Category Archives: Wipe-On Poly

Get Organized with This Cherry Bookstand

Several years ago I made a simple cherry book rack for a television series I was shooting for the DIY network. This was one that I never finished, but had stowed away in a storage tub. I decided it was certainly worth finishing and giving to my son Blake, who is still in school.

Since cherry is a hardwood with a subtle grain, I only used #180-grit sandpaper, as anything coarse would leave swirling scratch marks in the wood.

My all-time favorite finish for cherry is a penetrating oil, such as Minwax® Wipe-On Poly, that I rub into the wood.

As you can see, the Wipe On Poly brings out the grain of the cherry, while giving it that hand-rubbed appearance we love to see.

It only took two coats to protect the wood and leave a satin sheen, making this a perfect desktop book rack for anyone you know. This one measures 11″ high by 8″ deep by 13″ wide, but you can make yours whatever size fits your space – and can draw the curve in whatever manner you like.

Until next time,

Thanks for stopping by!

Bruce

Create a Table from Vintage Crates

Anytime I see a stack of old shipping crates, or even just one, my mind starts thinking about possible ways to re-purpose them while still maintaining their vintage look.

I typically start by making sure the nails are snug, the metal won’t snag anything, and the wood and lettering is protected by a coat of satin Minwax® Wipe-On Poly.

For this project I picked up a pre-glued, round, unfinished top, then stained it using Minwax® Wood Finish™ in Classic Gray. After the stain dried, I sealed the top with two coats of Minwax® Fast-Drying Polyurethane.

All it then took was a wood screw through the inside of the crate to secure the top in place. I then slipped it into the house and put it beside our couch to hold glasses, coffee mugs, magazines, and pottery.

Until next time,

Thanks for stopping by!

Bruce

Keep Track of Time with This Rustic Clock

I was breezing through my local craft store the other day when I spotted the parts for a project I have always wanted to make: a battery-powered wall clock made from a smooth slab of a tree trunk. Both were on sale, so, of course, I couldn’t resist.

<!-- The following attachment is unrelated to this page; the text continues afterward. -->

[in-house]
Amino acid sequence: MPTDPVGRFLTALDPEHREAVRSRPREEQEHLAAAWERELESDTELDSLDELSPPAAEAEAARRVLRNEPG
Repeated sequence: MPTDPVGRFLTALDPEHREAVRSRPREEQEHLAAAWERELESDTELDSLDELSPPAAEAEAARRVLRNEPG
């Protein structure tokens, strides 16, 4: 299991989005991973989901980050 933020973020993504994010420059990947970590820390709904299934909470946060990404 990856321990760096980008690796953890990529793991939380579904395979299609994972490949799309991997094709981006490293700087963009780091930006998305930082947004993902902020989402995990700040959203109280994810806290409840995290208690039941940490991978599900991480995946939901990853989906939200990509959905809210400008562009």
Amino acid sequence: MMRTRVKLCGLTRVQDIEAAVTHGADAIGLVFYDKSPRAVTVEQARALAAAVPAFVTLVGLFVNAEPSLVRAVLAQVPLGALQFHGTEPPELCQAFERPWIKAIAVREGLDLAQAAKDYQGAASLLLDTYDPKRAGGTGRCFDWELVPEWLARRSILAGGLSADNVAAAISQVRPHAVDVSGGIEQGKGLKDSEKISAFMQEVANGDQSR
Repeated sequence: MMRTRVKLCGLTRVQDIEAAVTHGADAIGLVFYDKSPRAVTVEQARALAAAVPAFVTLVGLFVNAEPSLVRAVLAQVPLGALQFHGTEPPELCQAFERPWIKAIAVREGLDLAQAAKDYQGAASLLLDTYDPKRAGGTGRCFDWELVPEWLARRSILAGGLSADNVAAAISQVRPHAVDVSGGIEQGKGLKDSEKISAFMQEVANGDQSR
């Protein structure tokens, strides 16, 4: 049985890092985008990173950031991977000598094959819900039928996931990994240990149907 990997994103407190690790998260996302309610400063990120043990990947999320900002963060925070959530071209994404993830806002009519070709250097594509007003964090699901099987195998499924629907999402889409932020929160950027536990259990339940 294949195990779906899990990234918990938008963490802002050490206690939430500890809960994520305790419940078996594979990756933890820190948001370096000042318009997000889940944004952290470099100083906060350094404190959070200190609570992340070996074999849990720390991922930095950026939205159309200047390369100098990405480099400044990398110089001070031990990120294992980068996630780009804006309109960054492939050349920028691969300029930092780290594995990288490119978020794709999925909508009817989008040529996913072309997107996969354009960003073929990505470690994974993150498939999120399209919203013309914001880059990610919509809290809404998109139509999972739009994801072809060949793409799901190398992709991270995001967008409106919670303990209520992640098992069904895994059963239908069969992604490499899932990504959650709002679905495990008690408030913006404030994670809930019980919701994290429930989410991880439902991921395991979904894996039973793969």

To begin, I flipped it over and drilled a hole for the shaft, then also used a drill bit to remove enough wood for the clock works to be recessed inside the slab.

To keep it as natural looking as possible, I drilled shallow 3/8-inch holes for just three “numbers,” then tapped a short dowel into each before sanding it smooth with 180-grit sandpaper.

I knew the perfect finish for my clock would be Minwax® Wipe-On Poly, which seals the wood to prevent it from cracking, but which also looks very natural.

The clock parts simply screwed together, so in no time at all (sorry for the bad pun) I had a new clock hanging on my wall — as well as a great and inexpensive gift idea for anyone who appreciates wood.

Until next time,

Thanks for stopping by!

Bruce

Coasters to Match Your Style Using Scraps

Not every reclaimed pallet wood project has to be a giant one, as I discovered when I was looking for ways to use up some some scrap pieces. After cutting them into 1.5-inch wide strips, I began playing around with different designs, gluing and tacking the strips to plywood squares with finish nails to make drink coasters and trivets to protect our coffee table.

I then added four more pieces to create a frame around each coaster. The frame hides the ends of the strips and the edges of the plywood underneath them.

A quick sanding with #120-grit sandpaper eliminated any roughness and rounded any sharp edges in preparation for a finish.

If you like a natural look, I suggest rubbing on two or three coats of  Minwax® Wipe-On Poly, which protects the wood and brings out the beauty of the grain, even on old pallet boards! (Notice the two nail heads I purposely left in the pallet boards?)

I also made a couple of larger trivets using scraps of new wood leftover from previous projects. Small projects like these are ideal for Minwax® Wood Finishing Cloths, which provide both a water-based stain and finish combined in a pre-moistened cloth. I selected “Maple” and simply rubbed it into the wood, then wiped off the excess before letting it dry. (PS – The gloves are included with each package of eight cloths!)

Naturally, I couldn’t resist testing the drink coaster in my workshop. Here you can see the contrast between the pallet wood (left) under a clear finish and the new wood (right) under a combination one-step stain and finish. Do you prefer one style over the other?

Until next time,

Thanks for stopping by!

Bruce